The diversity of the fecal mycobiome of the last sample collected was 2.5-fold higher in COVID-19 patients than it was in the control group.
Tao Zuo, PhD
A team, led by Tao Zuo, Center for Gut Microbiota Research, Faculty of Medicine, The Chinese University of Hong Kong, examined the changes in the fecal fungal microbiomes (mycobiome) of patients with a SARS-CoV-2 infection during hospitalization and following recovery.
SARS-CoV-2 infects intestinal cells and could impact the intestinal microbiota.
The investigators performed deep shotgun metagenomic sequencing analysis of fecal samples from 30 COVID-19 patients in Hong Kong between February 5 and May 12, collecting fecal samples 2-3 times per week from the time of hospitalization until discharge.
The team then compared fecal mycobiome compositions of patients with COVID-19 with those from 9 individuals with community-acquired pneumonia and 30 healthy control participants. They also assessed fecal mycobiome profiles throughout time of hospitalization until clearance of SARS-CoV-2 from nasopharyngeal samples.
The investigators discovered infected patients had significant alterations in their fecal mycobiomes compared to the control group. This was characterized by the enrichment of Candia albicans, as well as a highly heterogeneous mycobiome configuration at the time of hospitalization.
While fecal mycobiomes of 22 patients with COVID-19 did not differ significantly from the control group during times of hospitalization, 8 out of 30 patients with COVID-19 had continued significant differences in fecal mycobiome composition through the last collected sample.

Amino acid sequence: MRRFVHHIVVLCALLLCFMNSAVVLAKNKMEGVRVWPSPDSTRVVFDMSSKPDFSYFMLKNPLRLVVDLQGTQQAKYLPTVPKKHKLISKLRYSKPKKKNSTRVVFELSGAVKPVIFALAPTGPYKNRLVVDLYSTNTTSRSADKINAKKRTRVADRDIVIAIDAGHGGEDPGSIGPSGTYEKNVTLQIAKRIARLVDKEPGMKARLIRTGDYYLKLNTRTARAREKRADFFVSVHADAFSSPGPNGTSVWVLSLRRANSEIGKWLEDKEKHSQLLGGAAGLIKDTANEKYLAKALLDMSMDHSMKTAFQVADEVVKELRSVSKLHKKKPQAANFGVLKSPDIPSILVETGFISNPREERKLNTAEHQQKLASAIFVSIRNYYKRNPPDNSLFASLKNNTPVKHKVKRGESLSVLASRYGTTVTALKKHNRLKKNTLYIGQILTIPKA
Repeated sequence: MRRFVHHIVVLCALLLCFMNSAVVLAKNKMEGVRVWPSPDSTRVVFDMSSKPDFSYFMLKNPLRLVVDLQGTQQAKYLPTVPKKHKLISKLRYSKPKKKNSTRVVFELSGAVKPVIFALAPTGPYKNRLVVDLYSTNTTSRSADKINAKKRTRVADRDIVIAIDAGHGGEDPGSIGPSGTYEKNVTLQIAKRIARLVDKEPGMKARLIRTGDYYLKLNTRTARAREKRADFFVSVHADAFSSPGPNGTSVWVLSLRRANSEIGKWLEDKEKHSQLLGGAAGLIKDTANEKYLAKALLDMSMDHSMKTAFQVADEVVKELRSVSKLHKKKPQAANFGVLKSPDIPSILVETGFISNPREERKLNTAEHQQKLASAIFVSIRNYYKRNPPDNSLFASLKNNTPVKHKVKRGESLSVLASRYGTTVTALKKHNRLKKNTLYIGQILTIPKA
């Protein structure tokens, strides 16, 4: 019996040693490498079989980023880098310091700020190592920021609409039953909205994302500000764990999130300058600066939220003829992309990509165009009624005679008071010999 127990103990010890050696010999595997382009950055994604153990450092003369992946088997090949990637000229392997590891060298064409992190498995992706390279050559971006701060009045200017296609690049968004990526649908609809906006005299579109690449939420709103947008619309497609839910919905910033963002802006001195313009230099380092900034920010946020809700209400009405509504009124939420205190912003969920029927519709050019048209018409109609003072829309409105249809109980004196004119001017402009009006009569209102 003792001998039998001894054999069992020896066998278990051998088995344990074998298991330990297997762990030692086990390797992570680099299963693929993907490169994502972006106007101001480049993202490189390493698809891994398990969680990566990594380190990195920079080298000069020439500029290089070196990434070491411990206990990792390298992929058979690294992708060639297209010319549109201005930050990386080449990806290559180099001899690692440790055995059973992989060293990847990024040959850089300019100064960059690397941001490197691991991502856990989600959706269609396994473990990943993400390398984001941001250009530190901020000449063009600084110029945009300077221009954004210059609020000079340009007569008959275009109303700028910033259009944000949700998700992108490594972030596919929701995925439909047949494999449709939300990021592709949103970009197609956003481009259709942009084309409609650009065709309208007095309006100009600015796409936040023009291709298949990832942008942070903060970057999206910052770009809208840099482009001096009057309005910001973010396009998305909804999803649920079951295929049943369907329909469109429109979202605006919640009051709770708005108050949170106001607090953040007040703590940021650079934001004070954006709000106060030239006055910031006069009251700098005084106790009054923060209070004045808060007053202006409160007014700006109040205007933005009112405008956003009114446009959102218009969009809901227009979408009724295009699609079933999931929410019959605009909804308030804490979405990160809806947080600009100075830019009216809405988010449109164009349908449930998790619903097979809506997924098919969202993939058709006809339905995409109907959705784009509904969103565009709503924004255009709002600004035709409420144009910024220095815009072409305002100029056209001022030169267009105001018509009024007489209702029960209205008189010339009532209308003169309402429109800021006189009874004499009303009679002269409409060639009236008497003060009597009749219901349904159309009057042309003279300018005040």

The diversity of the fecal mycobiome of the last sample collected was 2.5-fold higher in COVID-19 patients than it was in the control group (P <0.05) and had increased proportions of opportunity fungal pathogens—Candida albicans, Candida auris, and Aspergillus flavus—at all timepoints when compared to the control group.
A pair of respiratory-associated fungal pathogens—Aspergillus flavus and Aspergillus niger—were found in fecal samples from a subset of patients with COVID-19, even after clearance of SARS-CoV-2 from nasopharyngeal samples and the resolution of respiratory symptoms.
“In a pilot study, we found heterogeneous configurations of the fecal mycobiome, with enrichment of fungal pathogens from the genera Candida and Aspergillus, during hospitalization of 30 patients with COVID-19 compared with controls,” the authors wrote. “Unstable gut mycobiomes and prolonged dysbiosis persisted in a subset of patients with COVID-19 up to 12 days after nasopharyngeal clearance of SARS-CoV-2.”
The investigators said further studies are needed to determine whether alterations in intestinal fungi contribute to or result from a SARS-CoV-2 infection and what the effects of the changes in disease progression are.
While many clinicians were looking at fever and cough in patients, gastrointestinal issues and stool samples were identified fairly early in the pandemic as early signs of a COVID-19 infection.
Former studies on SARS, which is related to COVID-19 and can present with similar symptoms, showed that the viral respiratory illness was verified in patients after detection in biopsy specimens and stool. This was true even after the patients had been discharged from the hospital.
The study, “Alterations in Fecal Fungal Microbiome of Patients With COVID-19 During Time of Hospitalization until Discharge,” was published online in Gastroenterology.